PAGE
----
I hear your cry! This is such a problem with busy entrepreneurs trying to earn a crust, usually doing everything themselves. There's never enough hours in the day. And even if you have staff, you need to train them into how you think and focus on your campaign's objectives. It's never ending.

If you think all that is necessary is to have regular comments coming in, it doesn't matter who from or from where, then by all means outsource your social engagement. Having someone else do this for you is another item ticked off your endless to-do list.

After all, all these successful business types must be outsourcing social media interaction left, right and centre. They have much bigger fish to fry, like earning money. I bet they don't sit at their computers agonising what to say on Twitter or any other social platform.

I want to say what I want in my comments

How important is to you what you say in your comments online? How do you want to be perceived within social media? Are you trying to raise awareness of your cause or even about what you do? Who is the best person to do this?

Being social is a personal thing. It's all about communicating with your followers, warming them towards you, showing your human side and focusing on the things they want to talk about. Sometimes these conversations need to forget mentioning you or your business, as this shows you are interested in others and you care about them.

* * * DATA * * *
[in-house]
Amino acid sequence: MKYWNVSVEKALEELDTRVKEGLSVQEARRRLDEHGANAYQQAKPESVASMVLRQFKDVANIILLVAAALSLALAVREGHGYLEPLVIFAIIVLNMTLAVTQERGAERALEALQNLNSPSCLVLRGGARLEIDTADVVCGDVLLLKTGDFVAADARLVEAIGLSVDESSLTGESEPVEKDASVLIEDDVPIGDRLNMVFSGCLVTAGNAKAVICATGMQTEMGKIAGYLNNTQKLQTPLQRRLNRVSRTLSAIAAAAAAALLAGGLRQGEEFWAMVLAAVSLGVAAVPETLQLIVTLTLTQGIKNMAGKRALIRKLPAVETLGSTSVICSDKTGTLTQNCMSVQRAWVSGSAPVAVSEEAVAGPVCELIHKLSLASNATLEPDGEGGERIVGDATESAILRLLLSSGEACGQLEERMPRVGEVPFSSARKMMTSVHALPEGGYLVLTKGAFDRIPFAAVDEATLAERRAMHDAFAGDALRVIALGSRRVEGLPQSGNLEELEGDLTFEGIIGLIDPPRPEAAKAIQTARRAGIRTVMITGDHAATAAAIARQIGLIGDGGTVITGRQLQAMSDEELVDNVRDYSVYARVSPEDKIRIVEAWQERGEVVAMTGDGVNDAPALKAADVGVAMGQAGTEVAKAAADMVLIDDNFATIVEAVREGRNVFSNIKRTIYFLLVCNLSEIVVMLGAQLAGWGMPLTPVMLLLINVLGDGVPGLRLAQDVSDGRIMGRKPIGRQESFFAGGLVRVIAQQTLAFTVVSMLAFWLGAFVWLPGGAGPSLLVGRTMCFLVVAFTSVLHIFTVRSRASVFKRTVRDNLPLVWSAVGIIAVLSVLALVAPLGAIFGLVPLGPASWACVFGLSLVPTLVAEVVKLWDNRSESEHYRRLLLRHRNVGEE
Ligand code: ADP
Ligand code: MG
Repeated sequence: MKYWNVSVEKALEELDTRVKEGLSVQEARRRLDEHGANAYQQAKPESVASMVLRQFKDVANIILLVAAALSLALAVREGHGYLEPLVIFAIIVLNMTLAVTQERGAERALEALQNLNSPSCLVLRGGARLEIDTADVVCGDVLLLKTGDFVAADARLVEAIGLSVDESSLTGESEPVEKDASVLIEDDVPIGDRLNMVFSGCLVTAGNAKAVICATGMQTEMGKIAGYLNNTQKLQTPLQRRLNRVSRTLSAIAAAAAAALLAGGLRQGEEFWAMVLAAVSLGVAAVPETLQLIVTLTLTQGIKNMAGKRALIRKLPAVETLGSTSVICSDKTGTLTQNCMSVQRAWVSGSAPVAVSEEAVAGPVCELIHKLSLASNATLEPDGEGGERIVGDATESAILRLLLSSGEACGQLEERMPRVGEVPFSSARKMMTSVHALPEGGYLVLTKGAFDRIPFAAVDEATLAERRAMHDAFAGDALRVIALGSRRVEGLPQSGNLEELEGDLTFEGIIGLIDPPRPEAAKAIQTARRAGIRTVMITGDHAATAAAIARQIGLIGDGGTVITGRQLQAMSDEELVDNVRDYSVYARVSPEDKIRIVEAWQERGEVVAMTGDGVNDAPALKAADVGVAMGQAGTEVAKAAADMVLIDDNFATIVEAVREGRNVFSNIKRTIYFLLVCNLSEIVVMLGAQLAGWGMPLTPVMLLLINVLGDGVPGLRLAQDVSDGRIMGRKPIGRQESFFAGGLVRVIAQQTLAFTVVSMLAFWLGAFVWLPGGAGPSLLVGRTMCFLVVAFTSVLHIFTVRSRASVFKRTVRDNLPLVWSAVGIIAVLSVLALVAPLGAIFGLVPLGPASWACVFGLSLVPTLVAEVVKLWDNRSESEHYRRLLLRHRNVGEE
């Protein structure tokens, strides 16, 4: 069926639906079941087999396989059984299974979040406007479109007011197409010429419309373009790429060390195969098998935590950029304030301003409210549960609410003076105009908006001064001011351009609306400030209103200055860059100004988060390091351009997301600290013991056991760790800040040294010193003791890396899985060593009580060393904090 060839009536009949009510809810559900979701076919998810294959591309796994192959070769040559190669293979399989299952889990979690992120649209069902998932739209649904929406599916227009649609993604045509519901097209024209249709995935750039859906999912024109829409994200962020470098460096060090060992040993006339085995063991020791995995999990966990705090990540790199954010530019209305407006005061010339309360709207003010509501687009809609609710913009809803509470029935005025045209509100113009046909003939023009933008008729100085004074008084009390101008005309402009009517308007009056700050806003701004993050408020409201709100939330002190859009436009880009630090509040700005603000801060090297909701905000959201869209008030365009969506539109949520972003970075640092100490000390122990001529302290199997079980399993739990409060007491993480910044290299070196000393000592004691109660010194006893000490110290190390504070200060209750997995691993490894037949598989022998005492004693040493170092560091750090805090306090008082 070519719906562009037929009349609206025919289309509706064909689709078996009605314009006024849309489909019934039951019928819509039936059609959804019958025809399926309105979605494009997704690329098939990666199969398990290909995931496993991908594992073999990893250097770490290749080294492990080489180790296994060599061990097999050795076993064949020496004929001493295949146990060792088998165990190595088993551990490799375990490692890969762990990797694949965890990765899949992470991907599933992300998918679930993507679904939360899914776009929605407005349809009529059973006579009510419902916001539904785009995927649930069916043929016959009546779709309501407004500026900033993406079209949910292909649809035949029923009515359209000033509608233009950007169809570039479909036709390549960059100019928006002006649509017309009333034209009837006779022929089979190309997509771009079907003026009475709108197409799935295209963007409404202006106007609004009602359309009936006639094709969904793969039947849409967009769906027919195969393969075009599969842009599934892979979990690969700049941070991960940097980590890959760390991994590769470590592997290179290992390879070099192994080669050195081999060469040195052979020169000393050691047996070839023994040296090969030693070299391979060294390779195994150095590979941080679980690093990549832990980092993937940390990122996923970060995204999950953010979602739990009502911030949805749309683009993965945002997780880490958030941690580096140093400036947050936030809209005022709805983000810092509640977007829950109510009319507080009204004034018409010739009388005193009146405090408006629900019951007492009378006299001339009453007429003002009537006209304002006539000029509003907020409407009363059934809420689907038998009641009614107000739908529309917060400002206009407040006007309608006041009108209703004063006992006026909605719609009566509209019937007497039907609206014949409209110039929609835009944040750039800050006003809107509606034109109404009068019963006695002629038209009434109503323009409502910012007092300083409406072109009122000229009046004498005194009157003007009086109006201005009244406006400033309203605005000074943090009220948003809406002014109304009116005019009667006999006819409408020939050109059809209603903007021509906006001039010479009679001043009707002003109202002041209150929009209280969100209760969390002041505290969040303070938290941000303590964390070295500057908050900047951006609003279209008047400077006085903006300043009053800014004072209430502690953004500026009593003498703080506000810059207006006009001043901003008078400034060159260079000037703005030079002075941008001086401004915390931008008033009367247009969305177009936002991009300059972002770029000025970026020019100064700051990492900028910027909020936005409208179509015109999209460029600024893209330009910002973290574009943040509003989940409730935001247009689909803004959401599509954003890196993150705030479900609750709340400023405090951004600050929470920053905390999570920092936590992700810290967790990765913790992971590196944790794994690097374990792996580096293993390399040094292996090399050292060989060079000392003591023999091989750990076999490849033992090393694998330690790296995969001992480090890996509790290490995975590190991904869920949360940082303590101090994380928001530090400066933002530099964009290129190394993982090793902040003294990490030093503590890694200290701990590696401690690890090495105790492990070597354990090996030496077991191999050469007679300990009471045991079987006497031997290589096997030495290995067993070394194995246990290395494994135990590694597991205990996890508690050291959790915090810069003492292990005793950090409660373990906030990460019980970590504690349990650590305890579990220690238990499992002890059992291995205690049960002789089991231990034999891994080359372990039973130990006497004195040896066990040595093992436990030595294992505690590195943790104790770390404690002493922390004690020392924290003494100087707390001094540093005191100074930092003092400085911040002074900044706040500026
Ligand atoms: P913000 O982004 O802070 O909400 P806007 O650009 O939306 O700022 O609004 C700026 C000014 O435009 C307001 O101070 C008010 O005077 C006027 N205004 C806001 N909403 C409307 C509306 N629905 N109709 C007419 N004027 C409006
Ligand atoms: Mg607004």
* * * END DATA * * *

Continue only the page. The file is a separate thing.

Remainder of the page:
But if you can't be bothered with this sort of social chat, and it's more important to get lots of comments on your blog, automate your posts onto Twitter and pummel your brand on Facebook, then outsourcing social media is the right answer for you.

Commenting standards are important to me

I am very particular about how I write my comments. I focus on using good English, correct spelling and grammar, suitable sentence syntax and a proper meaning within my message. What I try to avoid is just offering noise for the sake of it.

So many comments delivered now are sloppy, inarticulate and disjointed. Nobody cares whether what they write is readable, makes sense or is even relevant! There is no format or construction, like an obvious beginning, middle and end, to get their point across and make the comment easier to understand.